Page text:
Police involved in the long running probe into SNP finances have quizzed witnesses about a video in which Nicola Sturgeon said the party's finances have “never been stronger”, according to reports today.

They say that officers working on Operation Branchform have been asking detailed questions about what the former first minister said in the meeting which was filmed and later leaked. 

In the video, Ms Sturgeon can be heard telling others present at party's meeting of its national executive committee: “There are no reasons for people to be concerned about the party’s finances and all of us need to be careful about not suggesting that there is.”

Ms Sturgeon, her husband and former SNP CEO Peter Murrell, and former treasurer Colin Beattie were all arrested and questioned as suspects. 

READ MORE: Operation Branchform: Complainer demands action on probe

They were each released without charge while the police continue their inquiries. 

Mr Murrell and Ms Sturgeon’s home was searched and police are probing hundreds of purchases believed to have been made with party cash.

A source told the Sunday Mail: “The line of questioning has been about what people knew of various purchases, who would have been able to make purchases, and who could reasonably have known about purchases and who would have had access to accounts and spending information.

“The video is of significant interest because detectives have referred to it repeatedly, wanting to know what people who were on the NEC ruling body took from what Nicola Sturgeon was saying."

READ MORE: Operation Branchform: Police chief rejects attacks on SNP probe

The Operation Branchform probe is focused on how cash raised in 2017 and 2019 as part of a referendum appeal has been spent. 

In February last year, Ms Sturgeon announced she would quit as first minister and SNP leader.
Mr Murrell was arrested in April and his and his wife's home was searched the same day.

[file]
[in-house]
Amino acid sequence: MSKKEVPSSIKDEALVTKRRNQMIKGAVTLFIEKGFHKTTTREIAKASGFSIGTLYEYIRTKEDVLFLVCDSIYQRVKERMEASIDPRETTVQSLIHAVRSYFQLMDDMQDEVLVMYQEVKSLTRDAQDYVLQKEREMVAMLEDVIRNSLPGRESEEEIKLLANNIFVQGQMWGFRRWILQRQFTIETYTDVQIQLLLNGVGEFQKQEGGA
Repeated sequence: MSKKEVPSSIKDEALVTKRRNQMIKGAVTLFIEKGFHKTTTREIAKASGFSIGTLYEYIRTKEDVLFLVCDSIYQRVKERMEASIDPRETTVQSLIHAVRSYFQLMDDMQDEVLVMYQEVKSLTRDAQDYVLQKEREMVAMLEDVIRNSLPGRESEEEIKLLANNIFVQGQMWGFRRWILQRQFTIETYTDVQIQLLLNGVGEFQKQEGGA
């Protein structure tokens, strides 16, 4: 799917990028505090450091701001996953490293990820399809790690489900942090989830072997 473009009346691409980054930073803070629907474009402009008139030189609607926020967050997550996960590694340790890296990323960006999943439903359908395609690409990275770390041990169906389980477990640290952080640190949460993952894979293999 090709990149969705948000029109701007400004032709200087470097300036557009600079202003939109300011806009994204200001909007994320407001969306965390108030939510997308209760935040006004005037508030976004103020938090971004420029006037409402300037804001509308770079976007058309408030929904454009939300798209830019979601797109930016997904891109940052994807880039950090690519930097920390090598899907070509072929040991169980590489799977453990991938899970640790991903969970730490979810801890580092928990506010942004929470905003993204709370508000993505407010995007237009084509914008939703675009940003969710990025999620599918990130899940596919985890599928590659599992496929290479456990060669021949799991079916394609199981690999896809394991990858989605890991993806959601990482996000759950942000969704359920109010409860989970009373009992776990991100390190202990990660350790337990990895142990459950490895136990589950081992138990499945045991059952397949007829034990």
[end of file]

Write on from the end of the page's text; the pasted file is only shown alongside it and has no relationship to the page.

Police Scotland officers carried out a search of the SNP's headquarters in Edinburgh on the same day and also seized a luxury campervan from Mr Murrell’s mother’s driveway in Dunfermline.

Last month it emerged that detectives investigating the SNP’s finances have requested to re-interview staff working at the party’s headquarters.

Workers, including those who were not in place when the inquiry began, have been sent letters asking them to speak to officers. A source said that this move was being directed by the Crown Office, Scotland’s prosecution service.

Separately, The Herald reported on a call by one of the complainers in the case for the investigation to come to a conclusion amid concerns it was dragging on.

The investigation was first launched in July 2021, more than two and a half years ago. 

Ms Sturgeon was arrested and questioned for seven hours and then released without charge in June last year.

Mr Murrell has kept a low profile since his arrest.

Ms Sturgeon has continued in her role as an SNP MSP and attended her party's annual conference in Aberdeen last October.

Colin Beattie, the SNP MSP and former party treasurer, who was arrested two weeks after Mr Murrell, is still visible in the Scottish parliament.

Police were initially asked to investigate whether funds donated to promote a campaign for a new independence referendum were improperly used but the probe has now widened to include potential fraud.

There has been frustration at the top of the SNP about how long the investigation has taken. Senior figures believe it has cast a shadow over the party, undermining trust and damaging their electoral prospects. 

There is a fear that it will continue to harm the party's prospects as a general election approaches.

The SNP has previously said it has been co-operating with the inquiry and will continue to do so.

However the party has also said it is not appropriate to comment on a live investigation.